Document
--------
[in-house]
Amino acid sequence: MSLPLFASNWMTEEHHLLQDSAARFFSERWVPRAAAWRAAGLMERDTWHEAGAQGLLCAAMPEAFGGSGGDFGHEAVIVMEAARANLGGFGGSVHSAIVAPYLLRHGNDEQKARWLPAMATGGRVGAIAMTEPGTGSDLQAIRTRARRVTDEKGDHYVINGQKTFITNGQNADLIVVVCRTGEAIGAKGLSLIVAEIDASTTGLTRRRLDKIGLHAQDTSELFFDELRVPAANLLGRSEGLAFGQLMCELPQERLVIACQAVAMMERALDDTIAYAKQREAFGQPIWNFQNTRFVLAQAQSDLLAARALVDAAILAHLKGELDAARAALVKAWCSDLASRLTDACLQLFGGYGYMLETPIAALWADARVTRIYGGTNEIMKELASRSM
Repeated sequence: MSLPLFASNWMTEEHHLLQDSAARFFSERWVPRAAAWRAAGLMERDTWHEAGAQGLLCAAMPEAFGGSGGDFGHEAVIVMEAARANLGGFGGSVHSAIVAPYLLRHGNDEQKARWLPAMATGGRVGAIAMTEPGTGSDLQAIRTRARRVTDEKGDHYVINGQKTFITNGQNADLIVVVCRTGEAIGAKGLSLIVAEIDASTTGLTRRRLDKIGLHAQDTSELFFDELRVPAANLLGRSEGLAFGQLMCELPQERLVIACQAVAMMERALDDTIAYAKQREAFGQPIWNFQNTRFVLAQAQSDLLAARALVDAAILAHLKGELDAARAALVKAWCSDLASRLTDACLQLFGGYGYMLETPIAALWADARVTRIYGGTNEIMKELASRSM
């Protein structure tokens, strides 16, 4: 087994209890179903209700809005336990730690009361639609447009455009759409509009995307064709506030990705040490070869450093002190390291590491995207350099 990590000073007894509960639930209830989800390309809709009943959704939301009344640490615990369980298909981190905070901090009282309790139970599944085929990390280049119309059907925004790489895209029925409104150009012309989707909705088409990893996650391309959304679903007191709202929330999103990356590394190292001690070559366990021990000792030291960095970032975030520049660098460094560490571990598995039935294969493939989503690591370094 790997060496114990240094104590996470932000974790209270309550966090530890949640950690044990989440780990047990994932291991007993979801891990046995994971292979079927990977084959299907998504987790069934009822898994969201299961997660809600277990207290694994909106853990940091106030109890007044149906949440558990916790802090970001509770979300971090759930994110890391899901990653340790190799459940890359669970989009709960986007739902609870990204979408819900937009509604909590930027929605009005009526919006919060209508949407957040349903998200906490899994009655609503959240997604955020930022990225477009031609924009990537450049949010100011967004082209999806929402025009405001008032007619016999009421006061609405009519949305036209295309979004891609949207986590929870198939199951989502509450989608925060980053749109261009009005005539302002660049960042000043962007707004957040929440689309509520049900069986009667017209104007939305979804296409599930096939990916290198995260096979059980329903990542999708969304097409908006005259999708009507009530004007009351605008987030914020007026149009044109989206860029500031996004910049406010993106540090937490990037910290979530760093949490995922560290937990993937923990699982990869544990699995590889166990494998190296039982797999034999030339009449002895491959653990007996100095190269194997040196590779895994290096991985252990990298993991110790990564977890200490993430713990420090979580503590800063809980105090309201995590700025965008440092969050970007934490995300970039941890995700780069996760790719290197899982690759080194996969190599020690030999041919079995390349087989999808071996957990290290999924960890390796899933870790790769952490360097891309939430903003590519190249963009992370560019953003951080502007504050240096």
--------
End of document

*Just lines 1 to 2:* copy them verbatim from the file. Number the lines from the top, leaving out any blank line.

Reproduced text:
[in-house]
Amino acid sequence: MSLPLFASNWMTEEHHLLQDSAARFFSERWVPRAAAWRAAGLMERDTWHEAGAQGLLCAAMPEAFGGSGGDFGHEAVIVMEAARANLGGFGGSVHSAIVAPYLLRHGNDEQKARWLPAMATGGRVGAIAMTEPGTGSDLQAIRTRARRVTDEKGDHYVINGQKTFITNGQNADLIVVVCRTGEAIGAKGLSLIVAEIDASTTGLTRRRLDKIGLHAQDTSELFFDELRVPAANLLGRSEGLAFGQLMCELPQERLVIACQAVAMMERALDDTIAYAKQREAFGQPIWNFQNTRFVLAQAQSDLLAARALVDAAILAHLKGELDAARAALVKAWCSDLASRLTDACLQLFGGYGYMLETPIAALWADARVTRIYGGTNEIMKELASRSM